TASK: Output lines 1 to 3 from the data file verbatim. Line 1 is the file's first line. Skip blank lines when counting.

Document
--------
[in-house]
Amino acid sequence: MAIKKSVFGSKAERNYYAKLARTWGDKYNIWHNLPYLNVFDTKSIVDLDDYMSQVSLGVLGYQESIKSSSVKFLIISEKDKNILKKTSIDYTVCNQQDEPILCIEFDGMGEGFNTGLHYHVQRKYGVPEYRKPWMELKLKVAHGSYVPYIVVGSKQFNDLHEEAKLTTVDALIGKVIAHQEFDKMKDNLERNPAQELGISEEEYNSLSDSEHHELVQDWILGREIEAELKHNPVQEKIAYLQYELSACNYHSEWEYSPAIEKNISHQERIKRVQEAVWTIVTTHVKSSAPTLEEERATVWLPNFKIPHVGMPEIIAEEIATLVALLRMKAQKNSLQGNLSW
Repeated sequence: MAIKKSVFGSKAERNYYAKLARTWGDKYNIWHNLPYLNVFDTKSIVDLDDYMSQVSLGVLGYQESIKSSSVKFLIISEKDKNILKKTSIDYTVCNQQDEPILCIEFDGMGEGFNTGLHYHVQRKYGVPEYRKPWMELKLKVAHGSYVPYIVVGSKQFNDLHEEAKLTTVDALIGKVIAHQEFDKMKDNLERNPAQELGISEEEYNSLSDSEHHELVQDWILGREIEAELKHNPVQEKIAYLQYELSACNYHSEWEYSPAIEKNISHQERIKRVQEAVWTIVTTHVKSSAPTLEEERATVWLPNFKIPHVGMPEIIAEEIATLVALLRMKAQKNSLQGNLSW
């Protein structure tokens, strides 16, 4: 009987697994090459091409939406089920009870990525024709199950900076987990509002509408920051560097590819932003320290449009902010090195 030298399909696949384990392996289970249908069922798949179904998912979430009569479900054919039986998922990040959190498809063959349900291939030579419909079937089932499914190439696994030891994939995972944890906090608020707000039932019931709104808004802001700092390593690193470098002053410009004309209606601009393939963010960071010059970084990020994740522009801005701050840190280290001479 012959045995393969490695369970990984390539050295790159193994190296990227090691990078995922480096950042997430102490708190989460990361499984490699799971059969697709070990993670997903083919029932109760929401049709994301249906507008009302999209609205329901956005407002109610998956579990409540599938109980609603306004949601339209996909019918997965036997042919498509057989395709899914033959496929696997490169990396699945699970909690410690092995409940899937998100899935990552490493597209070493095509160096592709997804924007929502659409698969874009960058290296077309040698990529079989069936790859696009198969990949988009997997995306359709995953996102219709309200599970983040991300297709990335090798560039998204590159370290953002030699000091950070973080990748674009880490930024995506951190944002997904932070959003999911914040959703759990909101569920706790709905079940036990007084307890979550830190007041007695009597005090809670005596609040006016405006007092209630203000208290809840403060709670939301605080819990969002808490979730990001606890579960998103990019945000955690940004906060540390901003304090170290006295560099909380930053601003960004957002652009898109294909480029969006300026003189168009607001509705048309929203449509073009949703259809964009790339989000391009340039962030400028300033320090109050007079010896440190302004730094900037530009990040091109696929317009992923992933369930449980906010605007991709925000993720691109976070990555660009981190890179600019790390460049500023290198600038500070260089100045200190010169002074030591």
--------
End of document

[in-house]
Amino acid sequence: MAIKKSVFGSKAERNYYAKLARTWGDKYNIWHNLPYLNVFDTKSIVDLDDYMSQVSLGVLGYQESIKSSSVKFLIISEKDKNILKKTSIDYTVCNQQDEPILCIEFDGMGEGFNTGLHYHVQRKYGVPEYRKPWMELKLKVAHGSYVPYIVVGSKQFNDLHEEAKLTTVDALIGKVIAHQEFDKMKDNLERNPAQELGISEEEYNSLSDSEHHELVQDWILGREIEAELKHNPVQEKIAYLQYELSACNYHSEWEYSPAIEKNISHQERIKRVQEAVWTIVTTHVKSSAPTLEEERATVWLPNFKIPHVGMPEIIAEEIATLVALLRMKAQKNSLQGNLSW
Repeated sequence: MAIKKSVFGSKAERNYYAKLARTWGDKYNIWHNLPYLNVFDTKSIVDLDDYMSQVSLGVLGYQESIKSSSVKFLIISEKDKNILKKTSIDYTVCNQQDEPILCIEFDGMGEGFNTGLHYHVQRKYGVPEYRKPWMELKLKVAHGSYVPYIVVGSKQFNDLHEEAKLTTVDALIGKVIAHQEFDKMKDNLERNPAQELGISEEEYNSLSDSEHHELVQDWILGREIEAELKHNPVQEKIAYLQYELSACNYHSEWEYSPAIEKNISHQERIKRVQEAVWTIVTTHVKSSAPTLEEERATVWLPNFKIPHVGMPEIIAEEIATLVALLRMKAQKNSLQGNLSW